• Yes i do i helped frack 100 s of wells in ny pa and wva when working on a completion rig and we used the same mix that is used now it has not changed we used the flowback water to clean up, it is safe the only safe guard that really matters is quality casing and cement work. The art above is good but some not quite accurate we did a few maxi fracs on some wells that used 10 to 15 times more wtr and sand than normal vert wells so the anti groups need to be set right. i no longer work in the oil and gas ind but took my grandson to see a smal frack job about a month ago. if the anti bunch would see one for themselves they would soon learn the truth. thanks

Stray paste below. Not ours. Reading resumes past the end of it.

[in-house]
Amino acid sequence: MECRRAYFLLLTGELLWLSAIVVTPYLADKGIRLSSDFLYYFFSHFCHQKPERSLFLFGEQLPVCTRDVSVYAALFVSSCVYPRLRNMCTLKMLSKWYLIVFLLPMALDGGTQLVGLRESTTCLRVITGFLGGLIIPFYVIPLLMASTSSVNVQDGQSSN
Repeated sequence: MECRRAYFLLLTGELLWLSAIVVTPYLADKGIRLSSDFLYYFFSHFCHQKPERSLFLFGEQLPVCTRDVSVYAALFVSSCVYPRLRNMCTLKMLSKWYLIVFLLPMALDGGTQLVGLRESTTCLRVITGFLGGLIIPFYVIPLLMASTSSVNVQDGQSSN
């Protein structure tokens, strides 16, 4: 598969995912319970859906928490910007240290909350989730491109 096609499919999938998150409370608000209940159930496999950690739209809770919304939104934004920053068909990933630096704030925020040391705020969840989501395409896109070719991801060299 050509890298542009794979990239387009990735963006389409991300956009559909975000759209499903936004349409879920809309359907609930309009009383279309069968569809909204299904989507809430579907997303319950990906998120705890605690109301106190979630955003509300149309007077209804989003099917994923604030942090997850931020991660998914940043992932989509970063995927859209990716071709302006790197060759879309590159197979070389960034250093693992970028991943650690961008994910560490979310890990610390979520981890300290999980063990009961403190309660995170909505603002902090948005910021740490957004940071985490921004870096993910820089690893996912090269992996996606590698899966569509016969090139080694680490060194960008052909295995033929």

• Anonymous

    All that need to be done  is to present a few facts to rebut these Anti’s skewed view point and they go away like lambs.. They only have self serving opinions and rarely present a factual argument that cant be shot down in a few seconds with fact. I gotta admit its fun though .I’m elated that this is the typical mentality of an Anti/ Liberal. Well written, Blueflames, there wont be a rebuttal, its to deep for Bin to understand, LOL. Tim Bailey thank you, for setting the record straight, its always comforting to hear from the men that work on these drilling rigs, please continue to comment on this site, there are many that read it and need to be educated with fact.